If you are an individual or a small or medium-sized business aiming to borrow a few thousand to a few hundred thousand dollars, technology has made it possible for lenders to provide an extremely efficient service and for you to get a near-instantaneous credit decision. This is at the core of alternative and peer-to-peer lending companies such as Lending Club, Kabbage, OnDeck, etc.
For larger or more complex loans however, technology has made fewer inroads into the problem, with lending at the higher end (i.e. loans of $500k to $25m) remaining a fundamentally manual and expensive process. A bank given the choice of issuing a loan of $100m with a 1% arrangement fee, delivering $1m in fees, or issuing a loan of $10m with a 1% arrangement fee, delivering $100k in fees, will naturally focus on the bigger deal, presenting a barrier to the underwriting of smaller loans, if the process is manual. In the mid-market, where loans are too big for automated decision models but too small for the unit economics of the manual approach to make commercial sense, the market has been characterised by fairly inflexible, product-centric lending which does not necessarily meet borrowers’ needs.
While a fully-automated decision process will probably never be appropriate for loans in the millions of dollars, artificial intelligence and large-scale data analysis can help bridge the gap between fully automated and fully manual credit assessment, allowing an efficient, semi-automated process while still preserving some of the customisation necessary to address the complex needs of small and medium-sized businesses. This has been the experience of OakNorth Bank, a small and medium-sized business lender in the UK which uses the next-generation credit platform, OakNorth. The bank has grown its lending book in the UK from zero at the start of trading in September 2015 to several billion dollars today with no credit losses and yields that supported a profit of $40m in 2018.
The platform allows banks and lending institutions to significantly improve and accelerate their credit decisioning and monitoring capabilities. It supplements the traditional method of relying on backward-looking historical data sourced from the borrower, and scenario analysis based on standard haircuts that are not necessarily linked to industry drivers (Level 1 and 2 analysis), with technology and massive data sets, to model a forward-looking view that’s informed by industry benchmarks, macroeconomic drivers, and scenario analysis specific to each business (Level 3 and 4 analysis).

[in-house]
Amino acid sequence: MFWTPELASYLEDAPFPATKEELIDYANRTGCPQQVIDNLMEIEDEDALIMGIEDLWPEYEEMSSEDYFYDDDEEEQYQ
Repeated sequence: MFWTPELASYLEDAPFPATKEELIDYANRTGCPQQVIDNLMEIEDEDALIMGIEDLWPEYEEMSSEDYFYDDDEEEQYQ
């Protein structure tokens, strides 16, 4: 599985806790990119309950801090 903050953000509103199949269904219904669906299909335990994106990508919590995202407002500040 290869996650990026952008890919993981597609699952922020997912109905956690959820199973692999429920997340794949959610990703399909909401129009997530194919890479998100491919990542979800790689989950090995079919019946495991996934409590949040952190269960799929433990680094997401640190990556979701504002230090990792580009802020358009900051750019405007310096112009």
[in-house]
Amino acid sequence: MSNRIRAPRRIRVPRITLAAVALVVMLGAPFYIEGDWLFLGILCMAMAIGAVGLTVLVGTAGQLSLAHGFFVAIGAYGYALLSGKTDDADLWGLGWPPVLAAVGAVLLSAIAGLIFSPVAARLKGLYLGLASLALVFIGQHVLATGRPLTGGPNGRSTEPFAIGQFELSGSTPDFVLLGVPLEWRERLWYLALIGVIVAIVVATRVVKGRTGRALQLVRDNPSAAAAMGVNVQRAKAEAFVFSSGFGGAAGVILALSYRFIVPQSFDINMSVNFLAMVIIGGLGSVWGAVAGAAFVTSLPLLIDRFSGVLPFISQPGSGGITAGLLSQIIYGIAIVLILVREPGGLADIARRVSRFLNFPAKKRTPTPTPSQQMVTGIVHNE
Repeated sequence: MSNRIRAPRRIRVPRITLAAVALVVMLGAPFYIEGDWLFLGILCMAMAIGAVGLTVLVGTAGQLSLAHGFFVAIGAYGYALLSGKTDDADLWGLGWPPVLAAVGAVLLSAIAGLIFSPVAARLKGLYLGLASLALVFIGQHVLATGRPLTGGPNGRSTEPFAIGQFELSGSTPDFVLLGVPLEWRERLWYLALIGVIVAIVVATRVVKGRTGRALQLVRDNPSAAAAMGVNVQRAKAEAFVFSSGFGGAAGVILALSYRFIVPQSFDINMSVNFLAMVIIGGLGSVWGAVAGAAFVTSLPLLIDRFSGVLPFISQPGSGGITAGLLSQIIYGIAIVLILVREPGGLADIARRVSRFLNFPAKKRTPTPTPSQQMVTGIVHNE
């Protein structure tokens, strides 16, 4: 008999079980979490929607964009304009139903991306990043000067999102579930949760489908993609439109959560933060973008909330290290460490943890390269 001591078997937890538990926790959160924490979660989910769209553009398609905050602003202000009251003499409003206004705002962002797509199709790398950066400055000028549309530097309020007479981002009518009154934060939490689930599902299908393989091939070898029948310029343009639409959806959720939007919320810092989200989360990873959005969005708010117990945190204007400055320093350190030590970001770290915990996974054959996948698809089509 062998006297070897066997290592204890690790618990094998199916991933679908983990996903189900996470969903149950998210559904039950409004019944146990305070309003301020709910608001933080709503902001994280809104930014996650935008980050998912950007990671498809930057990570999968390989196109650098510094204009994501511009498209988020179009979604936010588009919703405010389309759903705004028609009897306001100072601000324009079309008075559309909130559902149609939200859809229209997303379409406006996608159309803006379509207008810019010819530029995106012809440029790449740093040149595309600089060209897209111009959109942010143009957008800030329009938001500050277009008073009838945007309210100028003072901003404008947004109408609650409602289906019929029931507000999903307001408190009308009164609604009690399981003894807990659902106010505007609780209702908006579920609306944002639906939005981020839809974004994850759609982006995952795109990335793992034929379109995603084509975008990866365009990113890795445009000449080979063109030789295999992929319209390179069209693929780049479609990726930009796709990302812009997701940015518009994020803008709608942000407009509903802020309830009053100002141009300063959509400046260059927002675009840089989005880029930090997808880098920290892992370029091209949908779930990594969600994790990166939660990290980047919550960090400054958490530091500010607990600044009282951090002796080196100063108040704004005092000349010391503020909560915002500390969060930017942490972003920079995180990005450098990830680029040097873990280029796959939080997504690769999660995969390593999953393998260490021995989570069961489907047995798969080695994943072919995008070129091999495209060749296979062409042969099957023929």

Sentiment analysis for example can help to summarise qualitative text data into scores which are more readily included in other analysis. Below, we present an example of a restaurant chain, comparing review scores on a popular rating site with the sentiment of text in the reviews. The size of the bubble indicates the number of reviews in the sample. Reviews of restaurants on the diagonal of this plot are normal (a good score corresponds to a positive sentiment and poor scores also correspond with more negative sentiment). It is more interesting to note the restaurants where the score is positive but the sentiment of text less so or vice versa. Our most anomalous example (labelled “R1” below) is a restaurant with few reviews, so it may be that the score has been unduly affected by a small number of negative reviews and it will revert to the diagonal as more data points are added. Repeating this analysis for multiple review sites and for a peer set including this chain’s competitors would give a sense for the external perception of the quality of these restaurants and how they compare with peers. This would be important for the understanding of the credit case and allows data-driven validation of the set of comparable businesses used for analysis.
Clustering is another set of techniques which can be used to create a data-driven segmentation of a given dataset into a set of categories. As such, this allows external validation of assumptions that the analyst might have a priori. The example below is performing an analysis of a spirits manufacturer – when looking at sales data for many brands in the industry, it was difficult for the analyst to discern any particular trends. However, clustering highlighted two brands which were very different. One was seeing a significant sales decline and the other corresponding sales growth. This was related to a demographic change in drinking fashions: young people were changing their habits from one brand to the other. This is in interesting example of AI making data more intuitive and understandable – once the analyst saw the clusters, they were immediately able to explain them.